The Bearded Dudes’ Guide to Eating Without Getting Food in Your Beard

Chopsticks are surprisingly handy when it comes to keeping your bristles free of crumbs.


Having a behemoth beard is cool until you realise just how much debris it collects: According to a 2019 report, beards amass more germs than dog fur, which is astonishing when you consider their penchant for rolling around in all kinds of gunk.

This bacteria comes from an assortment of places, of course, but surely one of the more common sources of beard rubbish is food and drink — the two things that invariably push through our whiskers to enter our mouths. Having a beard should not mean living life as a crumb accumulator, though, so I asked a bunch of veteran beard-havers for tips on eating and drinking without winding up with half the meal in your bristles.

When in Doubt, Use a Straw
Bearded man Colin Robson says drinking can be especially troublesome with a long moustache, but he recommends an unprecedented technique to avoid a soaking wet ‘tache: “I basically curl my lip over the top of the bottle, so my moustache is held back by my lip,” he explains. “I put my whole mouth over it and make sure the ‘tache is pushed up toward my nose. That really only works for bottles with a smaller mouth, though.”

Since this approach can be somewhat limited in practice — it’s not exactly going to work on a pint glass — beard influencer Philip Bottenberg suggests snagging a straw whenever possible. “When I order a drink, I always get a straw,” he says. “There’s also something called the MoGuard, which comes in handy on a night out.”

Know Your Enemies
Abstaining from particular foods because you have a beard sucks, I know. But in certain circumstances — say, during a date or a business meeting — foods that are bound to result in a messy beard should probably be avoided. “Ice cream is every bearded man’s nightmare,” Bottenberg warns. Robson adds, “Super saucy things, like barbecue, get all over the beard, so I need a ton of napkins and give it a good wipe after every bite. Soups can also be an issue with the drippage.”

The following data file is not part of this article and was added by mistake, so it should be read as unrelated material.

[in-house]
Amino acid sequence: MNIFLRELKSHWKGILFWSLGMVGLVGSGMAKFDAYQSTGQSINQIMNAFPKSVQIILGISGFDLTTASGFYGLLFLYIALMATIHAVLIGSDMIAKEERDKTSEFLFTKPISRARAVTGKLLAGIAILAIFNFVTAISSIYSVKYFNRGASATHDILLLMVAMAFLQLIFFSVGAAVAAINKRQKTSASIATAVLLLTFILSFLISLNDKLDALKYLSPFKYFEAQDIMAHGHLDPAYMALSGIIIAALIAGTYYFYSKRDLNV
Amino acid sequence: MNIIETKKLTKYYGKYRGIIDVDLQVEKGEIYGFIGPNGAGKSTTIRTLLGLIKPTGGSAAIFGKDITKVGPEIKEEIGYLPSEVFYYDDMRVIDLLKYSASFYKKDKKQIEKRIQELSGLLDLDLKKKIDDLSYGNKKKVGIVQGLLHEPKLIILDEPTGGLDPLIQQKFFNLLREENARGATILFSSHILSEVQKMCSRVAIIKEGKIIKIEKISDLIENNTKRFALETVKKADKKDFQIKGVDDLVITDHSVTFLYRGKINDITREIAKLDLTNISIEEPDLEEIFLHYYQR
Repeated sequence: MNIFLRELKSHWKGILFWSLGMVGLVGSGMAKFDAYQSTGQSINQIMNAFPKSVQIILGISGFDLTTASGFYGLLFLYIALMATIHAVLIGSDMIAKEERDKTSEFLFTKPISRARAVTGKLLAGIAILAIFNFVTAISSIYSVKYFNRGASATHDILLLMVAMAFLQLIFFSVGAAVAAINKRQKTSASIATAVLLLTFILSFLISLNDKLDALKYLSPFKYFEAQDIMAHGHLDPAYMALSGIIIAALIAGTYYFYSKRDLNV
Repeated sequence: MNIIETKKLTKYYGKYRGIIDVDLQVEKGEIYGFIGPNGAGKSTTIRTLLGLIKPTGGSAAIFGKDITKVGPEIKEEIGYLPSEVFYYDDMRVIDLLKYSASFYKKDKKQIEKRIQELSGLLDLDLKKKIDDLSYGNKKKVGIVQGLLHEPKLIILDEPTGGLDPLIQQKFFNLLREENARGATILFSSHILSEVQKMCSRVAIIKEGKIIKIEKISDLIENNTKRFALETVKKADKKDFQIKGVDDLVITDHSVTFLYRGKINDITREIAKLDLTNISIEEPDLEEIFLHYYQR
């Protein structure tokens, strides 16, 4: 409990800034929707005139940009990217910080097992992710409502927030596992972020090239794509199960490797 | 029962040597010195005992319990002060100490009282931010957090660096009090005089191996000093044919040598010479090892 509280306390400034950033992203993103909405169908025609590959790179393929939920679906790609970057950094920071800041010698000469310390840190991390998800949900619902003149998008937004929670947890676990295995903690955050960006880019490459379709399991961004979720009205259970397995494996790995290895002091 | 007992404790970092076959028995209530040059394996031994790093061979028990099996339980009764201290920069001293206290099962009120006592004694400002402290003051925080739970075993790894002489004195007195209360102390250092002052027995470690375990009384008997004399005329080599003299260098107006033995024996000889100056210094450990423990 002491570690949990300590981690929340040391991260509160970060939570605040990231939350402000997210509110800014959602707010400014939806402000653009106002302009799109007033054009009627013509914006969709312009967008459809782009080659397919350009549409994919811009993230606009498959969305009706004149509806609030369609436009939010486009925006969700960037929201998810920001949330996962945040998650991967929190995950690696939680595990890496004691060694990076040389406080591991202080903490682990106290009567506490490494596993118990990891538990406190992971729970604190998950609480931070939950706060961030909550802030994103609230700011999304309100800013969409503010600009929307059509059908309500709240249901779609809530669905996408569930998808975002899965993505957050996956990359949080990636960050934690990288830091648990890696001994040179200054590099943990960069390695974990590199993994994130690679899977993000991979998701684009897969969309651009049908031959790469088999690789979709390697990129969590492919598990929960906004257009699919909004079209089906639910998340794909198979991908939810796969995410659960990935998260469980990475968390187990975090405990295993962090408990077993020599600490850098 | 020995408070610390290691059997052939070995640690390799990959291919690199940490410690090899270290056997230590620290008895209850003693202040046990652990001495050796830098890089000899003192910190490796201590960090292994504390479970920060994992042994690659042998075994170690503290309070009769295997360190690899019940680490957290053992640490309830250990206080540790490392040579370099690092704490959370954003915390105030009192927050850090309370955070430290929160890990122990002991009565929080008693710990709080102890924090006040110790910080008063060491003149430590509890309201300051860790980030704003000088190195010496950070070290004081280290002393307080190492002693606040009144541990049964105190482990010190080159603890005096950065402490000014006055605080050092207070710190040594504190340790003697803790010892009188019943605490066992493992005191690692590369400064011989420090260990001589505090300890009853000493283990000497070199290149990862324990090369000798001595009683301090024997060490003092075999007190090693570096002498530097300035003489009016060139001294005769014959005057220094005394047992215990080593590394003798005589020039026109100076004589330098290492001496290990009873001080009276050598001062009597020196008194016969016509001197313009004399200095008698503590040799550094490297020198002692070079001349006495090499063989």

Change Your Approach
“When my moustache is a tad long, I sometimes use a finger from my other hand to hold it up and out of the way,” says beard devotee Aragorn Hansard. “I’ve even mused about developing a ‘stache scaffold’ for just that purpose.” See this approach in action down below.

On a more general level, Bottenberg suggests taking smaller bites and opening your mouth wider than you would without a beard. To that end, cutting the likes of burgers and sandwiches into halves, then biting into the angled ends can also provide them with a more direct route into your mouth, resulting in fewer crumbs and sauces ending up in your beard. (This might also have the effect of making you look like a giant baby, which somewhat negates the point of that lustrous beard, but hey, do what you gotta do.)

Using different utensils can help with this, too. “I remember my dad used chopsticks as his favoured utensils,” says Hansard, as they can encourage smaller bites. “He’d use them to pick the food out of his beard after he finished. I always found it amusing.” Again, whatever works!

Befriend the Bathroom Sink
Again, no matter how adept you become at eating with a beard, the consensus among these bearded dudes seems to be that accidents happen, but the cleanup can be simple and easy. “After every meal, I go to the bathroom, quickly wash my beard and check if anything ended up in there,” Bottenberg says. Robson adds, “Sometimes a bathroom trip is necessary for a wet paper towel.”

Hansard, meanwhile, suggests another avant-garde approach he picked up from his bearded father. “When he wasn’t using chopsticks, he’d sometimes comb his beard with a fork to get the crumbs out,” he says. “Mind you, this was at the table right after finishing the meal.” Innovative!

Hope that helps, beardos. If not, well, there is one other option…